What is co-living in general?
That’s one of our principal subjects to discuss and to develop ideas. The concept is to share and optimize to solve different type of problems.
The opportunities the sharing economy holds for the real estate industry are vast. It’s enabling capital-raising and crowdsourcing, enhancing market analysis with machine learning and advanced analytics, and changing the way we think about leasing buildings and the way buildings are utilized in nonpeak hours. Sharing economy startups represent a new wave of tenants coming into the market and they also are having an influence on building operations.
The same definition of co-living is somewhat debated or, rather, there are different ways to operate the same concept. For example, someone could think that micro-apartments are a way to colive within the same big development but in this case, we miss both a community than common spaces. But if we operate a community service in a hall, or organize events or share the gym and pool, could we define micro-apartments in this way a co-living space?
Our biggest point to define co-living is to use a bedroom (single or double) within the same house with people not related ( also because there are operators that don’t provide closed room but also shared room, crossing the line into a dormitory..). In a co-living space, it’s possible to share the kitchen, living room and bathrooms. We tend to define a co-living space when there’s a shared kitchen, preferably within the same house and the house is fully furnished, mostly with flat rates (bills, wi.fi and amenities, more or less included) and flexible leases.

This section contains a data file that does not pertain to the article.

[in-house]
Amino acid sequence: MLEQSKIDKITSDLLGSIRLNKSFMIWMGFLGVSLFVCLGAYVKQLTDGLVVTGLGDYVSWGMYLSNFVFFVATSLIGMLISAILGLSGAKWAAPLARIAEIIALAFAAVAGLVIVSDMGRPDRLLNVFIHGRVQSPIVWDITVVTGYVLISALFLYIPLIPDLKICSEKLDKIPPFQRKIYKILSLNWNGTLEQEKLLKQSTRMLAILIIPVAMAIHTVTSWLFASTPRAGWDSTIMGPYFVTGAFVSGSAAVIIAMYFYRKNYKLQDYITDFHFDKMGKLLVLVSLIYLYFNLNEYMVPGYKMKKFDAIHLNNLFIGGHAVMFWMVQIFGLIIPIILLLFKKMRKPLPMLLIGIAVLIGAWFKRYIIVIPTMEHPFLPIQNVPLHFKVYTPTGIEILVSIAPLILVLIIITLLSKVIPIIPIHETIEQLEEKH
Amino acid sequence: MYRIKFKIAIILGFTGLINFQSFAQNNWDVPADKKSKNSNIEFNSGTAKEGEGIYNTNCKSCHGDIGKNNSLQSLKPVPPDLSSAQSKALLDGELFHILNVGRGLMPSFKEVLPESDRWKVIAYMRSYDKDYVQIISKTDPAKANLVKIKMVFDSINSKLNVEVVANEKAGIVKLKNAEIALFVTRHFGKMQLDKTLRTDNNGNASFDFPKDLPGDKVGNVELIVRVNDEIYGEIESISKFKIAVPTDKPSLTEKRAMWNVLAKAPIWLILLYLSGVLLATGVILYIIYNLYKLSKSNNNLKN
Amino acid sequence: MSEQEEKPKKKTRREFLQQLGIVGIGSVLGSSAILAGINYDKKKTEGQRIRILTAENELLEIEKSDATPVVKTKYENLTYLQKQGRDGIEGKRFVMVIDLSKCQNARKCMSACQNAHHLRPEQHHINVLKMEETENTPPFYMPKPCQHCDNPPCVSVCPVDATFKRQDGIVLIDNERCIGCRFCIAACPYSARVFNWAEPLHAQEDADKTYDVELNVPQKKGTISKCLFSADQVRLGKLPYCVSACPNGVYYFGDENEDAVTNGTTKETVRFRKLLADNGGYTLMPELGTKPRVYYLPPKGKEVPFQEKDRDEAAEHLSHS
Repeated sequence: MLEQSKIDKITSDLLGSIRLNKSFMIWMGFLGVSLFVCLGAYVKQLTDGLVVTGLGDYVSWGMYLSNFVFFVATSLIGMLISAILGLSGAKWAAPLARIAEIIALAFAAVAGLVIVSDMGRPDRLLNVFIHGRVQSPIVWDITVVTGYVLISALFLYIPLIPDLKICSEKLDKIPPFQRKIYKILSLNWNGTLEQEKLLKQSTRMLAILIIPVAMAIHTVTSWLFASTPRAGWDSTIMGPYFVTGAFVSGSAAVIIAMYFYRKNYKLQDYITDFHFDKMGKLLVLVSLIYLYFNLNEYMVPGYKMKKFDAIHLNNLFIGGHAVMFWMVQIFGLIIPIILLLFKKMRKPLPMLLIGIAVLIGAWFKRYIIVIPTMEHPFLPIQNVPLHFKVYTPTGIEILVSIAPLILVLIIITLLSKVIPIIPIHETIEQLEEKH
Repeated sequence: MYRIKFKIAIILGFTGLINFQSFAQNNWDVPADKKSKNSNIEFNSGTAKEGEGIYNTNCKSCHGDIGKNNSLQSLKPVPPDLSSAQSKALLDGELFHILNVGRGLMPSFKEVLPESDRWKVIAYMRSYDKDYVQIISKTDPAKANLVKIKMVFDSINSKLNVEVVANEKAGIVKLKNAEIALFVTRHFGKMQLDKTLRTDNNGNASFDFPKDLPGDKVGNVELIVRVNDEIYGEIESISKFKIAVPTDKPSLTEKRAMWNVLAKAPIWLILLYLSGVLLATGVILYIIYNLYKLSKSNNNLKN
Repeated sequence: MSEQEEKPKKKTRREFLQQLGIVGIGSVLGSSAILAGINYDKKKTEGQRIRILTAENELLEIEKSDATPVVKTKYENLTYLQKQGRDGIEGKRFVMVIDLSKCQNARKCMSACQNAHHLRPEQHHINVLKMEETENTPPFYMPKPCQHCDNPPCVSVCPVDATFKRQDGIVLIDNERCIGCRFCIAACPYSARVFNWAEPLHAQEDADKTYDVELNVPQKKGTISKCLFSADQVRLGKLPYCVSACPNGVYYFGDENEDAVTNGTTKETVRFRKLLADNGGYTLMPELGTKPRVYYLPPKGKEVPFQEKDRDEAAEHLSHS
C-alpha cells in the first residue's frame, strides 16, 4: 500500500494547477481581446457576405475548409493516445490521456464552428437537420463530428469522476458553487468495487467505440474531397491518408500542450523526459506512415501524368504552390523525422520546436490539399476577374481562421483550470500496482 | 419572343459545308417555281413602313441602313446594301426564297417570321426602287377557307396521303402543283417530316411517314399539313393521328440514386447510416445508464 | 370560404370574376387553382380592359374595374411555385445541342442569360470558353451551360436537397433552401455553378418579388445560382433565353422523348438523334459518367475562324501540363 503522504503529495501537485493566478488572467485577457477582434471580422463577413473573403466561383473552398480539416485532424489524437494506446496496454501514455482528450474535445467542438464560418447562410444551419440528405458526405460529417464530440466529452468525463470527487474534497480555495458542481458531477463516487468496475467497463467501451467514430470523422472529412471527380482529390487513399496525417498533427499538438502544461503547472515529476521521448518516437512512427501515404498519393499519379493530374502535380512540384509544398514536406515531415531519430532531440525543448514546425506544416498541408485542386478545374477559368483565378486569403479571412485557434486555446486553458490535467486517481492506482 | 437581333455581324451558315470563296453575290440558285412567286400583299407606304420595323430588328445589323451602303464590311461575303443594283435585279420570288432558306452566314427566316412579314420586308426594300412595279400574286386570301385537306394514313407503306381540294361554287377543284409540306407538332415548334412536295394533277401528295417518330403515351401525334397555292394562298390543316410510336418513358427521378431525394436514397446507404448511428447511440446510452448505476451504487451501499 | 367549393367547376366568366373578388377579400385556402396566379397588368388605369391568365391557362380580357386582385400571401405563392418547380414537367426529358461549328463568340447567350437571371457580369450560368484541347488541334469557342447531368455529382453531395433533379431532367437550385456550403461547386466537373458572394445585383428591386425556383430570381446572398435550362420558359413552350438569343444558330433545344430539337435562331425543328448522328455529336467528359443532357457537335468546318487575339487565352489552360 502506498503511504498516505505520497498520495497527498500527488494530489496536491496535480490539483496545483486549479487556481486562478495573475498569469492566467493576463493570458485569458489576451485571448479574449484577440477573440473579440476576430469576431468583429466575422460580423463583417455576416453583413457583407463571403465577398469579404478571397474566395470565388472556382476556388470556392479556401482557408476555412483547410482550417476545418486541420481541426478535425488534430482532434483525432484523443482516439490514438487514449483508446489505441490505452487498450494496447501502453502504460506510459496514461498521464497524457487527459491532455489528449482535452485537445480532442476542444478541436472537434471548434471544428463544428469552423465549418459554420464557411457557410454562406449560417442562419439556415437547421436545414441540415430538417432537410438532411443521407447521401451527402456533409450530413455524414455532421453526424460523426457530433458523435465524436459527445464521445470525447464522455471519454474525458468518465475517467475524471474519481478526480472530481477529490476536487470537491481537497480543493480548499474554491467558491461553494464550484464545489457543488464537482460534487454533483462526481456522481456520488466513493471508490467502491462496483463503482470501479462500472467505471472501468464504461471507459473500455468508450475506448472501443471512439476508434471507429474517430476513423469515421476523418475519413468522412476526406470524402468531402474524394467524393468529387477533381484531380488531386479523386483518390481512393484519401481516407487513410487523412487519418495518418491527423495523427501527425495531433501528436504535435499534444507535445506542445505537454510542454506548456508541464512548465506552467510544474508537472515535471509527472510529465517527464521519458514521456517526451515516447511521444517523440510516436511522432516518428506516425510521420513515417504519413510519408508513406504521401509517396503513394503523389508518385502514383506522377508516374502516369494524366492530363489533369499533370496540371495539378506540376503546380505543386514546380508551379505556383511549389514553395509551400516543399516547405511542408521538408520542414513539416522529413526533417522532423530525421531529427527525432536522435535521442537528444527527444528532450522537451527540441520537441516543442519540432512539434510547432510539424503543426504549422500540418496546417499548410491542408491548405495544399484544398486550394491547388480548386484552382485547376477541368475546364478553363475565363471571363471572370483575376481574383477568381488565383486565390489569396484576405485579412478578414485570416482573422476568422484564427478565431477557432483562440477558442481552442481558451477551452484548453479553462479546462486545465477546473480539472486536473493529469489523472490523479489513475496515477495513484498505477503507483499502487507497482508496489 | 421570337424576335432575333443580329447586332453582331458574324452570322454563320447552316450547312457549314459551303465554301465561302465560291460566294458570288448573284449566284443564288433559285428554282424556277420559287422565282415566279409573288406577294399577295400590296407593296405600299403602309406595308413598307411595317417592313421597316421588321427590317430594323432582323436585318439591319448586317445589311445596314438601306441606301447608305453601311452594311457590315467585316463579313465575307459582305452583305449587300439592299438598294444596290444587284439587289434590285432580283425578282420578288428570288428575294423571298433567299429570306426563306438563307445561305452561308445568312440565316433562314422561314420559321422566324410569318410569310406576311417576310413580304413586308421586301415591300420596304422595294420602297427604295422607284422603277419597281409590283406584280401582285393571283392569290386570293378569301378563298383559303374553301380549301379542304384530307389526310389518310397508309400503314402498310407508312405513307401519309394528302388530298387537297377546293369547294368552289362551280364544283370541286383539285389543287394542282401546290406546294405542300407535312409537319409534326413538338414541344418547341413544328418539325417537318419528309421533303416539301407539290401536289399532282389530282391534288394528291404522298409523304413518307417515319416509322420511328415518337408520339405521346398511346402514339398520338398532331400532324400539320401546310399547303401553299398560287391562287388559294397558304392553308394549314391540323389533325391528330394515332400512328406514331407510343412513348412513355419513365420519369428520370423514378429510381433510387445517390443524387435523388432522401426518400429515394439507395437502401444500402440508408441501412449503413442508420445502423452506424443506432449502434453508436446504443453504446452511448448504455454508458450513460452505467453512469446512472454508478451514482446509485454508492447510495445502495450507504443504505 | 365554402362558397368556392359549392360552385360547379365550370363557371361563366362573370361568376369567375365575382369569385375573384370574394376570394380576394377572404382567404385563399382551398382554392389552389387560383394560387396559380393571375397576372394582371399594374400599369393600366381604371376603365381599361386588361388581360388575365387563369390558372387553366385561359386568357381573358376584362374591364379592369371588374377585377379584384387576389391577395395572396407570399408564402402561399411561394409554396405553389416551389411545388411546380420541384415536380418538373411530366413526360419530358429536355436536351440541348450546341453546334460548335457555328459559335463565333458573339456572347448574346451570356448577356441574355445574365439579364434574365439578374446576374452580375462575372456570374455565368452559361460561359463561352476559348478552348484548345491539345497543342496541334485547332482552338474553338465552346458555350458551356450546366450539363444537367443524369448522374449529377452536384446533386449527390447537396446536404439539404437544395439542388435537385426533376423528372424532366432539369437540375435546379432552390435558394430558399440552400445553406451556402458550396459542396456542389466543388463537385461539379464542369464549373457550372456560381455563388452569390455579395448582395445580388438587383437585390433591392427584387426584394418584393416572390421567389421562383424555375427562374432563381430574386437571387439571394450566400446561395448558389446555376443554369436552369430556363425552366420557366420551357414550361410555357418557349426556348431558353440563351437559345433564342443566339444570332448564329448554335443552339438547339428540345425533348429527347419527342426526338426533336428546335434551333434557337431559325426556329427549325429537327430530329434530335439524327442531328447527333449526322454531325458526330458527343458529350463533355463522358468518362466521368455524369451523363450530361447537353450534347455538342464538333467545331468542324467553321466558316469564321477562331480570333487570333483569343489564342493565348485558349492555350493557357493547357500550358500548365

There are a different approach to define co-living: for example Ollie, one of the biggest names if focused on the features (4 Co’s as they market), so convenience, comfort, community and cost savings. While we agree as a general concept we think that community is not a determinant factor to operate, it’s a value add and retention tool.
Common (another big name) is doing the same, emphasizing private rooms with all-in services included at a fixed price, a standard attractive level of furniture and community building.
Common and Ollie are alternative property managers so we want to take a look at how real estate investment manager define the concept. Corestate is one of the biggest integrated real estate operator, based in Germany, where rent and alternative living solutions have a wide diffusion. They bring co-living under the big umbrella of Micro-living, with other segments as student housing, serviced apartments and business apartments.
While in terms of operation student housing and co-living are very similar, the customer target and its features are the differentiator factor.
In Baleares, there are different dynamics playing, but the emerging and escalating problem is the affordability of the housing markets both in terms of price access than in terms of rental rates. Rent partnership is increasing and has reached dramatic levels: in the whole Palma area on 1700 rental listing, less than 15% were priced under 800 euro/ months. Considering that the average salary of residents is less than 1500 euro, it can give an idea of the social problems involved. The situation is extremized by the different income levels and lifestyle of foreign people relocated or temporarily living here.